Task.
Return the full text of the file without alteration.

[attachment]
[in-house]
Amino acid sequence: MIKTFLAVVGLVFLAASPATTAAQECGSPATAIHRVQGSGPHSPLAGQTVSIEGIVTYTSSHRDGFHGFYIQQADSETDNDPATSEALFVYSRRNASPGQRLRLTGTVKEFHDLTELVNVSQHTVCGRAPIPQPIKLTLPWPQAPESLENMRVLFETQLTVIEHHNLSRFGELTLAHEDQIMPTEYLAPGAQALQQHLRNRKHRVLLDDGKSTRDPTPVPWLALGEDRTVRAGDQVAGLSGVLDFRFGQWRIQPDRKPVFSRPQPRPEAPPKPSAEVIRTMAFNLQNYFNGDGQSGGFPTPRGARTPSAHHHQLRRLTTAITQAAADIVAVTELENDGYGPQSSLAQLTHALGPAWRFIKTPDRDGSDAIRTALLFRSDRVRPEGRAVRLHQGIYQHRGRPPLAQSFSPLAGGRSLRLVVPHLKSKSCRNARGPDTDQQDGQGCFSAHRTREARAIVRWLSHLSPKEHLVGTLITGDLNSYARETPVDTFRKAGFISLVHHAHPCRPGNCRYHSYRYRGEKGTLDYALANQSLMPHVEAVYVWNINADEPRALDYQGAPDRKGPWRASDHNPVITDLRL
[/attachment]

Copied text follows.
[in-house]
Amino acid sequence: MIKTFLAVVGLVFLAASPATTAAQECGSPATAIHRVQGSGPHSPLAGQTVSIEGIVTYTSSHRDGFHGFYIQQADSETDNDPATSEALFVYSRRNASPGQRLRLTGTVKEFHDLTELVNVSQHTVCGRAPIPQPIKLTLPWPQAPESLENMRVLFETQLTVIEHHNLSRFGELTLAHEDQIMPTEYLAPGAQALQQHLRNRKHRVLLDDGKSTRDPTPVPWLALGEDRTVRAGDQVAGLSGVLDFRFGQWRIQPDRKPVFSRPQPRPEAPPKPSAEVIRTMAFNLQNYFNGDGQSGGFPTPRGARTPSAHHHQLRRLTTAITQAAADIVAVTELENDGYGPQSSLAQLTHALGPAWRFIKTPDRDGSDAIRTALLFRSDRVRPEGRAVRLHQGIYQHRGRPPLAQSFSPLAGGRSLRLVVPHLKSKSCRNARGPDTDQQDGQGCFSAHRTREARAIVRWLSHLSPKEHLVGTLITGDLNSYARETPVDTFRKAGFISLVHHAHPCRPGNCRYHSYRYRGEKGTLDYALANQSLMPHVEAVYVWNINADEPRALDYQGAPDRKGPWRASDHNPVITDLRL